So let me try and show you the true picture of MH 12. We believe the total number of folios in the MH12 series to be in the region of 11,000,000. So far the volunteers have catalogued 15,000 and those are the ones I’ve searched through for information on mental health. For the remaining 10,985,000, no description exists on the catalogue which would have any use for the kind of research we’re trying to do here.

[Shows image] So if you look at this chart, this tiny, tiny little wedge is the amount of MH 12 folios catalogued in total. These are the 15,000 I was able to search online, but as you can see, this is just the tip of the enormous MH 12 iceberg.

Using the figure of one-tenth of the searchable material in MH 12 relating to mental health, I’ve applied that figure to the whole series. If you think like that, then it’s possible that nearly one million folios of MH 12 are concerned with mental health. One million folios, full of stories just like Sarah Mousehole’s, which are currently not findable using your vocabulary of words. If we add to that the fact that MH 12 is just one series within nearly 200 in just the Ministry of Health department, you start to get the incredible picture of just how much material there might be dealing with mental health which remains hidden.

So if an online search doesn’t reveal the full picture, we move on to the final challenge: the need to understand how and why government departments have been involved with issues surrounding mental health. One of the best places to get an understanding of how the strands of individual departments formed, and how they became responsible for mental health, is the current guide [http://www.nationalarchives.gov.uk/records/research-guides/mental-health.htm]. Through this, you get a picture of the main departments concerned with mental health, and guidance as to which series these records are held in. And in this case, it’s the Home Office and the Ministry of Health.

Understanding how this came about, and why records would have been created by these departments and their predecessors, is the final key you need to be able to find this material. As I mentioned earlier, we’re concentrating today on the 19th and early 20th centuries. And one of the main reasons for this is because prior to the 19th century, there had been no clear definition of what mental illness was, and more significantly, no distinction existed for the category of mental illness in society as a whole.

Those who were suffering from severe mental disorder were frequently treated as if they were fully responsible for their actions. If their condition led them into poverty, they fell under the jurisdiction of the Poor Law. If they broke the law, they would be dealt with under the Penal Code. If they wandered away from their place of settlement, they became subject to the complications of vagrancy laws. As Andrew Scull in Museums of Madness writes: ‘Mad people were assimilated into the much larger, more amorphous class of the morally disreputable’.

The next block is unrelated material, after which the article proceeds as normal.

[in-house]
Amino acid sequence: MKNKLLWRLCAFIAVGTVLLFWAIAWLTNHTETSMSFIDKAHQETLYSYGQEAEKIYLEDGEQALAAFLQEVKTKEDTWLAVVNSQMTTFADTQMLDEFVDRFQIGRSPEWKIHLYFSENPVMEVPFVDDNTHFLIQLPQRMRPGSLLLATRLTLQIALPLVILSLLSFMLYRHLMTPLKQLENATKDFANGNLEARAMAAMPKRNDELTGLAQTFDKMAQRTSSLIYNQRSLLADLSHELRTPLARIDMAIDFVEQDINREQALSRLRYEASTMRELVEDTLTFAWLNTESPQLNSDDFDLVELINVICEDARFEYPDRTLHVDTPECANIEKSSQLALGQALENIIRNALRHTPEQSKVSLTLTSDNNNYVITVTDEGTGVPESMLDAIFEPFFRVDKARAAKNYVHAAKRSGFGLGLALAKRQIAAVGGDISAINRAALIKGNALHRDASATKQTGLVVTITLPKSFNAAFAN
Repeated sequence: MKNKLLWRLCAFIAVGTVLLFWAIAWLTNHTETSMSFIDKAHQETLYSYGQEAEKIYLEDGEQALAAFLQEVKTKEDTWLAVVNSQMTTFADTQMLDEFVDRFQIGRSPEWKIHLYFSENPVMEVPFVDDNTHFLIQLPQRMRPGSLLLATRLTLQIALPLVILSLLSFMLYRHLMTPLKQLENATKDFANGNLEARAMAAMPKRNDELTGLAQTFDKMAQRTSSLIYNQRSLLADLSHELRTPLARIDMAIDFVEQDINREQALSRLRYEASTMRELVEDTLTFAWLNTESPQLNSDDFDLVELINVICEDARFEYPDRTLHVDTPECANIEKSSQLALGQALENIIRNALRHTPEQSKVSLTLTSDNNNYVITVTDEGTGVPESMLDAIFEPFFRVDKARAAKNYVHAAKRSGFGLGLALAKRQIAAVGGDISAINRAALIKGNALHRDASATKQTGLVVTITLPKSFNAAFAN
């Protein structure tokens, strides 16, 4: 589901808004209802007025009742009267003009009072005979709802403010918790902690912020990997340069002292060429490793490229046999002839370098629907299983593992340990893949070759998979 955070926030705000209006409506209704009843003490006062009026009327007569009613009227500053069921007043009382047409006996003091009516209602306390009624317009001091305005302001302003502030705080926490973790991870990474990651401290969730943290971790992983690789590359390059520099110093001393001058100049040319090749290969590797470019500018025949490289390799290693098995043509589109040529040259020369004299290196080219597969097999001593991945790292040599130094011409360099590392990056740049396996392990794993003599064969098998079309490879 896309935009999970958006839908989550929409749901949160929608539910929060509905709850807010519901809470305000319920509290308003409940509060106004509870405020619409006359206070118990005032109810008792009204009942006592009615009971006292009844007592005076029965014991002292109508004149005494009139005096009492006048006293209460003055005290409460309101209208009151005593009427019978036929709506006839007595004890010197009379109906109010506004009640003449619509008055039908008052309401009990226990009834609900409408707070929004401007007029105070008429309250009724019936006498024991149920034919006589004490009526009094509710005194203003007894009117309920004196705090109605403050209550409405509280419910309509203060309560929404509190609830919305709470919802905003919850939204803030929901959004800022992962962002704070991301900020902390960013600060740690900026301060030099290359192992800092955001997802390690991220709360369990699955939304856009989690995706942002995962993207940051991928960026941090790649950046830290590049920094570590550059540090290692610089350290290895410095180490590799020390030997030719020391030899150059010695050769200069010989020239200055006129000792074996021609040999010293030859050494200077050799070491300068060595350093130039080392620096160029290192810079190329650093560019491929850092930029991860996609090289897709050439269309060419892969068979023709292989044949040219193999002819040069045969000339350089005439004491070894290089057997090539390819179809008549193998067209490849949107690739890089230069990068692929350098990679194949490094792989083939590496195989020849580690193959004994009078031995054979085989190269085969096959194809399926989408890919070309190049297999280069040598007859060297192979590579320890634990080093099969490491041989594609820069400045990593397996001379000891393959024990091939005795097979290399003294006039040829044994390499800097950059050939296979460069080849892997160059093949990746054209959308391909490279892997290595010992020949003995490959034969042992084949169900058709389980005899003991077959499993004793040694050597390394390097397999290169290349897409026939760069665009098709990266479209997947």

As you can see here, the start of the 19th century ushered in central government’s involvement with the subject of mental illness for the first time. This makes it a very good focus for us today. Just like so many other contemporaneous areas of government, it is characterised by the notion of inspection and the creation of the institution, and from the movement of legislation from voluntary to permissive to mandatory. Understanding this process can give important keys into areas of research.

The first Select Committee report which looked into this area in 1807 kick-started a process that took until 1845 to fully take effect. The essence of this first report was to highlight how there was no sense of the total number of people being held in institutions and private homes due to mental health problems. Attempts were made to ascertain the actual number of criminal and pauper lunatics, but it was impossible to obtain an accurate picture.

One of the main reasons why it was so difficult was that control lay with individual parishes at a local level and was conducted in a very eclectic manner, where few parishes kept good records, and few had officials who wished to get involved visiting institutions under their jurisdiction.

The main outcome of the committee’s report was to conclude, perhaps unsurprisingly, that many pauper lunatics were kept in a state ‘revolting to humanity’. And the act which followed the next year in 1808 was created to provide better care and maintenance of lunatics, being paupers or criminals, by erecting institutions where lunatics could be held that were specifically designed for that purpose, rather than housing them in jails, bridewells and workhouses.

The act itself, however, had no real teeth, and so most counties just didn’t get involved, mainly because the cost was so prohibitive. But the real significance of the act itself was the way in which it aided the development of further investigation and legislation.